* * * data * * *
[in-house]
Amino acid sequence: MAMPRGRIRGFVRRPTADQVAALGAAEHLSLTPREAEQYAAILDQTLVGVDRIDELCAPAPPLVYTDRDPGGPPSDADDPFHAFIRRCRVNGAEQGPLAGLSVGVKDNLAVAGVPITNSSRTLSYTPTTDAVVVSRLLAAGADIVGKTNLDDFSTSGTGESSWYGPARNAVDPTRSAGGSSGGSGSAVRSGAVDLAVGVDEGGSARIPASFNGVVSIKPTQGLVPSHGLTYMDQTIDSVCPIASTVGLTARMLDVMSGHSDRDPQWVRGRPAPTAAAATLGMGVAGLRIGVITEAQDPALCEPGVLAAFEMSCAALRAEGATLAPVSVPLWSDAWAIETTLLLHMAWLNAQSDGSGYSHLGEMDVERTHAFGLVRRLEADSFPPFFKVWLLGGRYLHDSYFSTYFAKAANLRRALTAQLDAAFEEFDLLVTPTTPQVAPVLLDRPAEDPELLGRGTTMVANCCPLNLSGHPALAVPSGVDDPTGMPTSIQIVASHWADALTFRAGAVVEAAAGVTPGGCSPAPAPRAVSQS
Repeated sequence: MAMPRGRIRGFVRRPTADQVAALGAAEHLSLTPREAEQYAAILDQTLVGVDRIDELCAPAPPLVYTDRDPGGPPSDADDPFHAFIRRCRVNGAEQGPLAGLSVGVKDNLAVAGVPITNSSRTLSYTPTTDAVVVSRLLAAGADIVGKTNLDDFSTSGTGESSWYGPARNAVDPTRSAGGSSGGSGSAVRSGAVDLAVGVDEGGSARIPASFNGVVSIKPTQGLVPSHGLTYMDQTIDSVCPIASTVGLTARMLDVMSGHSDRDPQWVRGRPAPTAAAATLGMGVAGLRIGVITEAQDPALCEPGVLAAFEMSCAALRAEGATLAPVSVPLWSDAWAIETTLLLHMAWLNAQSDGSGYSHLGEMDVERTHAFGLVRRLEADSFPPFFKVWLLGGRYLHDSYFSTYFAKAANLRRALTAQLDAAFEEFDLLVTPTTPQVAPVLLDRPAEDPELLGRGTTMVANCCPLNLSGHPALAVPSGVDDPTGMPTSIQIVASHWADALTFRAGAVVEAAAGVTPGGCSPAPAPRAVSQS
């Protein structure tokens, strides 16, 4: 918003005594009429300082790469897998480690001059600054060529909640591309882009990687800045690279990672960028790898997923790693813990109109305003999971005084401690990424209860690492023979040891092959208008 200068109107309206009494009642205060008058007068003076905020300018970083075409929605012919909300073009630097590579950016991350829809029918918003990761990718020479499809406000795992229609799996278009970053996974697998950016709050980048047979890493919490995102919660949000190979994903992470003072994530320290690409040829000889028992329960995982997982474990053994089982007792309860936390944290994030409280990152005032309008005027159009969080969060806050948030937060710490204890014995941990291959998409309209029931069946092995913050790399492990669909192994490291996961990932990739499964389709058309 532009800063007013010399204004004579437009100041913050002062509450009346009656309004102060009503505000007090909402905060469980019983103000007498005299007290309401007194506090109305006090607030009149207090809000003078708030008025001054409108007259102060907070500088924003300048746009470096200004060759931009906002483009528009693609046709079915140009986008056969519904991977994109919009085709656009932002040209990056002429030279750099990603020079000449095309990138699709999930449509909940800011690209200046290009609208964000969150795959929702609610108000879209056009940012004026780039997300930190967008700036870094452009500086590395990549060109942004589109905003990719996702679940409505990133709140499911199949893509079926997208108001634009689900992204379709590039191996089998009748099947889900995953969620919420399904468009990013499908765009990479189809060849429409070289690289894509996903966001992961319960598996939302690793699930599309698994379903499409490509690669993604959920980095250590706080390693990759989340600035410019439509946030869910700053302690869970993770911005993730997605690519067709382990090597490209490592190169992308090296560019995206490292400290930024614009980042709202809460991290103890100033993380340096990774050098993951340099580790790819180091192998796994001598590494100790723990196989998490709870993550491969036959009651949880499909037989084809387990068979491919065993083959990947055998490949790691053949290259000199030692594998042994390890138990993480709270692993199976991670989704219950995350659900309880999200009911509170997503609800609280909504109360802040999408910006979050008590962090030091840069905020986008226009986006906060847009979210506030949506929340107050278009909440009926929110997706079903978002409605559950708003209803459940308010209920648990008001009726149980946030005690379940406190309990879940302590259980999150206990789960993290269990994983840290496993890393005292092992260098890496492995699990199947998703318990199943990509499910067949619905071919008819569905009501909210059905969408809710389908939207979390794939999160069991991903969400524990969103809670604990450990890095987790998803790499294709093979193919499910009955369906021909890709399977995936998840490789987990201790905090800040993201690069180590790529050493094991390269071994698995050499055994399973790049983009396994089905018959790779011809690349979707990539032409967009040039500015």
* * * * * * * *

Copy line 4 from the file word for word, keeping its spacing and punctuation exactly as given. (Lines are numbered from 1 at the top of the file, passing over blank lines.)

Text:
């Protein structure tokens, strides 16, 4: 918003005594009429300082790469897998480690001059600054060529909640591309882009990687800045690279990672960028790898997923790693813990109109305003999971005084401690990424209860690492023979040891092959208008 200068109107309206009494009642205060008058007068003076905020300018970083075409929605012919909300073009630097590579950016991350829809029918918003990761990718020479499809406000795992229609799996278009970053996974697998950016709050980048047979890493919490995102919660949000190979994903992470003072994530320290690409040829000889028992329960995982997982474990053994089982007792309860936390944290994030409280990152005032309008005027159009969080969060806050948030937060710490204890014995941990291959998409309209029931069946092995913050790399492990669909192994490291996961990932990739499964389709058309 532009800063007013010399204004004579437009100041913050002062509450009346009656309004102060009503505000007090909402905060469980019983103000007498005299007290309401007194506090109305006090607030009149207090809000003078708030008025001054409108007259102060907070500088924003300048746009470096200004060759931009906002483009528009693609046709079915140009986008056969519904991977994109919009085709656009932002040209990056002429030279750099990603020079000449095309990138699709999930449509909940800011690209200046290009609208964000969150795959929702609610108000879209056009940012004026780039997300930190967008700036870094452009500086590395990549060109942004589109905003990719996702679940409505990133709140499911199949893509079926997208108001634009689900992204379709590039191996089998009748099947889900995953969620919420399904468009990013499908765009990479189809060849429409070289690289894509996903966001992961319960598996939302690793699930599309698994379903499409490509690669993604959920980095250590706080390693990759989340600035410019439509946030869910700053302690869970993770911005993730997605690519067709382990090597490209490592190169992308090296560019995206490292400290930024614009980042709202809460991290103890100033993380340096990774050098993951340099580790790819180091192998796994001598590494100790723990196989998490709870993550491969036959009651949880499909037989084809387990068979491919065993083959990947055998490949790691053949290259000199030692594998042994390890138990993480709270692993199976991670989704219950995350659900309880999200009911509170997503609800609280909504109360802040999408910006979050008590962090030091840069905020986008226009986006906060847009979210506030949506929340107050278009909440009926929110997706079903978002409605559950708003209803459940308010209920648990008001009726149980946030005690379940406190309990879940302590259980999150206990789960993290269990994983840290496993890393005292092992260098890496492995699990199947998703318990199943990509499910067949619905071919008819569905009501909210059905969408809710389908939207979390794939999160069991991903969400524990969103809670604990450990890095987790998803790499294709093979193919499910009955369906021909890709399977995936998840490789987990201790905090800040993201690069180590790529050493094991390269071994698995050499055994399973790049983009396994089905018959790779011809690349979707990539032409967009040039500015």